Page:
TUC’s May Day full address
TODAY is a great day. It is the day we join workers around the globe to celebrate work and international working class solidarity. It is also the day we remember all those who have made a lasting contribution to the development of the trade union movement and protection of workers’ rights, nationally and internationally.
The number of workers at this parade and those at the parades in all the 10 regions is an indication of the importance Organised Labour attaches to this day, here in Ghana. The presence of the President of the Republic and his ministers at this parade is a further indication of the importance this government, like previous governments, attaches to social partnership with Organised Labour. It also shows that government appreciates the contribution the working people of Ghana are making towards the development of our dear country.
Brothers and sisters, I, therefore, invite you to join me to welcome our Special Guest of Honour, President Nana Addo Dankwa Akufo-Addo, to the National May Day parade. We also welcome all the Honourable Ministers of State present at this parade, Members of the Diplomatic Corps, our international partners and all other dignitaries.
This May Day celebration coincides with the celebration of Ghana@60. We are, therefore, celebrating this day as part of the celebration of Ghana@60 hence our theme: ‘Ghana@60: Mobilising for Future through the Creation of Decent Jobs’. With this theme, the working people of Ghana are signaling to government and the good people of Ghana that we are ready to rally behind our leaders towards faster economic growth that is driven by decent jobs. As we celebrate May Day and the 60th anniversary of independence, let us reflect on our past and use the lessons to carve out the future we want for ourselves and for future generations.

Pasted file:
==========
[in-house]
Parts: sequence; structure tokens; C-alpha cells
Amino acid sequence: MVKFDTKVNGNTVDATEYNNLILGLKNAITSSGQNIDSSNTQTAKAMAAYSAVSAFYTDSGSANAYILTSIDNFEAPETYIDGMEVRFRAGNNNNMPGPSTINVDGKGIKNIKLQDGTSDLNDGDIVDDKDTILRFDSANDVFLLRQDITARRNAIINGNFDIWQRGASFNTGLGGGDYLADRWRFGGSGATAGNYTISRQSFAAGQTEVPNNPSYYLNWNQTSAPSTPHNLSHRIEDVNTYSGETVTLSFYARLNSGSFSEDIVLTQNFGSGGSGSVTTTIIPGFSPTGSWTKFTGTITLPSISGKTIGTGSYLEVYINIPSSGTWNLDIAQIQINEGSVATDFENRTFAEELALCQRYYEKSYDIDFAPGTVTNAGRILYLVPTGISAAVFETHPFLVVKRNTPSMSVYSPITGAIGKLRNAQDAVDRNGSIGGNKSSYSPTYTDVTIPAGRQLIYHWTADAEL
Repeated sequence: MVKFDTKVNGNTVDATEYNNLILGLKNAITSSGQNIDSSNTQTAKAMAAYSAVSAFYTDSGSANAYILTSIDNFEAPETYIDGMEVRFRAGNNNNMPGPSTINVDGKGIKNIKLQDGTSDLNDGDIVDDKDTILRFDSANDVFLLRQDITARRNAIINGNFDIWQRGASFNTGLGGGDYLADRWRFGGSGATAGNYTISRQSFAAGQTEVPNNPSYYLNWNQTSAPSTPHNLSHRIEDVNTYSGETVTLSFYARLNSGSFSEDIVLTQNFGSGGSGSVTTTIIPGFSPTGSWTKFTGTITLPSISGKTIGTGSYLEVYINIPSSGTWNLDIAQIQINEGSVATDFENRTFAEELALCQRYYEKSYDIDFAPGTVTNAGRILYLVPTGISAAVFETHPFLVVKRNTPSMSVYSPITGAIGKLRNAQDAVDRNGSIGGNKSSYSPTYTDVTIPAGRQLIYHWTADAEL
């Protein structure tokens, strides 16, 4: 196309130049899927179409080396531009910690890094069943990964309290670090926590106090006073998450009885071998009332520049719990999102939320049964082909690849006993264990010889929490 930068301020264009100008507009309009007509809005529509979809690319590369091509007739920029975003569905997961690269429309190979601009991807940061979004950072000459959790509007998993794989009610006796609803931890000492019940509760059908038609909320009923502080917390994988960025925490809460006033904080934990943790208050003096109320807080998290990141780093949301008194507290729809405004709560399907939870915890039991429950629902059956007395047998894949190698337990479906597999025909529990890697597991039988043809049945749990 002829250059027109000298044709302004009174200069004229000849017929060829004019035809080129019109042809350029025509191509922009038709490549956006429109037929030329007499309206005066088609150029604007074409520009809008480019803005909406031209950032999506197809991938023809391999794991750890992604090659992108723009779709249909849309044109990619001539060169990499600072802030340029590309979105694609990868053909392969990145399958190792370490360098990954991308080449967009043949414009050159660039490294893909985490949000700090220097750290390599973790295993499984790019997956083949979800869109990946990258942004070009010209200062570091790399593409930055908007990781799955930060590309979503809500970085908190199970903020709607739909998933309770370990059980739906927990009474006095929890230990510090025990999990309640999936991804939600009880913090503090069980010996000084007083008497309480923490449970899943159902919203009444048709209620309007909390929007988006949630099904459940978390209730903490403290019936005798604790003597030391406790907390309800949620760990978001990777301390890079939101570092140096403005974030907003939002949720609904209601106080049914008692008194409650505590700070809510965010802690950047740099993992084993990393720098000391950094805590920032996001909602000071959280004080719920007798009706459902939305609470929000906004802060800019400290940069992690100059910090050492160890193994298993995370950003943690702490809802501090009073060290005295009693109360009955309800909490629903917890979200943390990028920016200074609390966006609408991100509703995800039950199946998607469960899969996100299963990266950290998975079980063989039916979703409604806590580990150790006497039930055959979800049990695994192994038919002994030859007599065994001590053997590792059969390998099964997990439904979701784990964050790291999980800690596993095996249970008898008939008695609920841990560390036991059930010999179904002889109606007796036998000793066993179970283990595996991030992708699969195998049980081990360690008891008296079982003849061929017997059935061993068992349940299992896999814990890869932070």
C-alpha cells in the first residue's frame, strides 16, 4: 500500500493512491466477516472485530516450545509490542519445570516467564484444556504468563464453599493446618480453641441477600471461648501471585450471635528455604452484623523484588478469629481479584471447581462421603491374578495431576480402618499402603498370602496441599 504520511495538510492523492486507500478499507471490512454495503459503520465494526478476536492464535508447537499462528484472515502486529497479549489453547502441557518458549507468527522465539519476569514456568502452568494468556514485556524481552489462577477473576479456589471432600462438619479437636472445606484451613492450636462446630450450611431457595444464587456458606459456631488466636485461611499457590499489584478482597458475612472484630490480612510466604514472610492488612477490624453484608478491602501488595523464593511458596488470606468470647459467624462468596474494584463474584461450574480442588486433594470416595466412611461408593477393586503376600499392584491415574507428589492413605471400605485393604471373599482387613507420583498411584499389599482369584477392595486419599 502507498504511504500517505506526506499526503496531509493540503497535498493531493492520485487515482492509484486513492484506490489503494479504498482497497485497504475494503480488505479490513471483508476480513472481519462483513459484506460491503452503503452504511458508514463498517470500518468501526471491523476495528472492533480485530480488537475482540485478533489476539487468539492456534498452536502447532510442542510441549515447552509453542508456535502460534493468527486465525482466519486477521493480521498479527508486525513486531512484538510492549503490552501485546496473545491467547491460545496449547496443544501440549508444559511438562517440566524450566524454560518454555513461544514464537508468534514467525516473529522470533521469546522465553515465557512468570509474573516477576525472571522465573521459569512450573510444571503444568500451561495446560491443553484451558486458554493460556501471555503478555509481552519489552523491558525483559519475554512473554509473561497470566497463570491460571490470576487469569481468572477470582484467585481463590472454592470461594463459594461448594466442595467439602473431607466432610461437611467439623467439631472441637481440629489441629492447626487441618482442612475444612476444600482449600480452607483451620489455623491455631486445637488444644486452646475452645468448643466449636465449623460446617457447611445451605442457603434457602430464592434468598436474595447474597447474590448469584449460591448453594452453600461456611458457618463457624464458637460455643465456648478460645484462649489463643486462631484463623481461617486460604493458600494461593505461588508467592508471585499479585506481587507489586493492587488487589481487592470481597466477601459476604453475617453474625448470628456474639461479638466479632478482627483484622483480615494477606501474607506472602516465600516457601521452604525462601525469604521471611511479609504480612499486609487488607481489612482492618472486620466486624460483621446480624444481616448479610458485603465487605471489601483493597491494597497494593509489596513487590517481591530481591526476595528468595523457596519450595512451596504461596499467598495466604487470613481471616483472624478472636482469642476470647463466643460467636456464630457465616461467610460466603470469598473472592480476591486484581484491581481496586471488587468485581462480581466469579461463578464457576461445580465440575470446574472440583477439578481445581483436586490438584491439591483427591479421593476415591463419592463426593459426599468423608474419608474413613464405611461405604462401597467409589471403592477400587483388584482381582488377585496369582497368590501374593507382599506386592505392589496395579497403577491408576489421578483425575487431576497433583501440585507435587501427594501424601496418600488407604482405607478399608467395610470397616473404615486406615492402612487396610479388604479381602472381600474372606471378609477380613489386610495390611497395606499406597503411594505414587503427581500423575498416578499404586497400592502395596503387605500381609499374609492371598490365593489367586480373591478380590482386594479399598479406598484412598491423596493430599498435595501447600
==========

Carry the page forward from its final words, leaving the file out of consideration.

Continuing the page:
At independence in 1957, there was hope. Those who were celebrating and jubilating when Ghana achieved independence did so because they thought the lives of their children and their grandchildren and great grandchildren would be better than theirs. But their hopes were shattered within a decade or so after independence.
To many Ghanaians, life has now become something to endure because they lack the very basic necessities to enjoy life. Ghanaians in some parts of the country still share water from guinea-worm infested ponds with their cattle, sheep, goats, chicken, pigs and dogs. A significant number of Ghanaians sleep in the streets because they have no homes to go to at night after a hard day’s work. Some young Ghanaians, out of desperation, try to reach Europe through dangerous routes where many of them meet their deaths.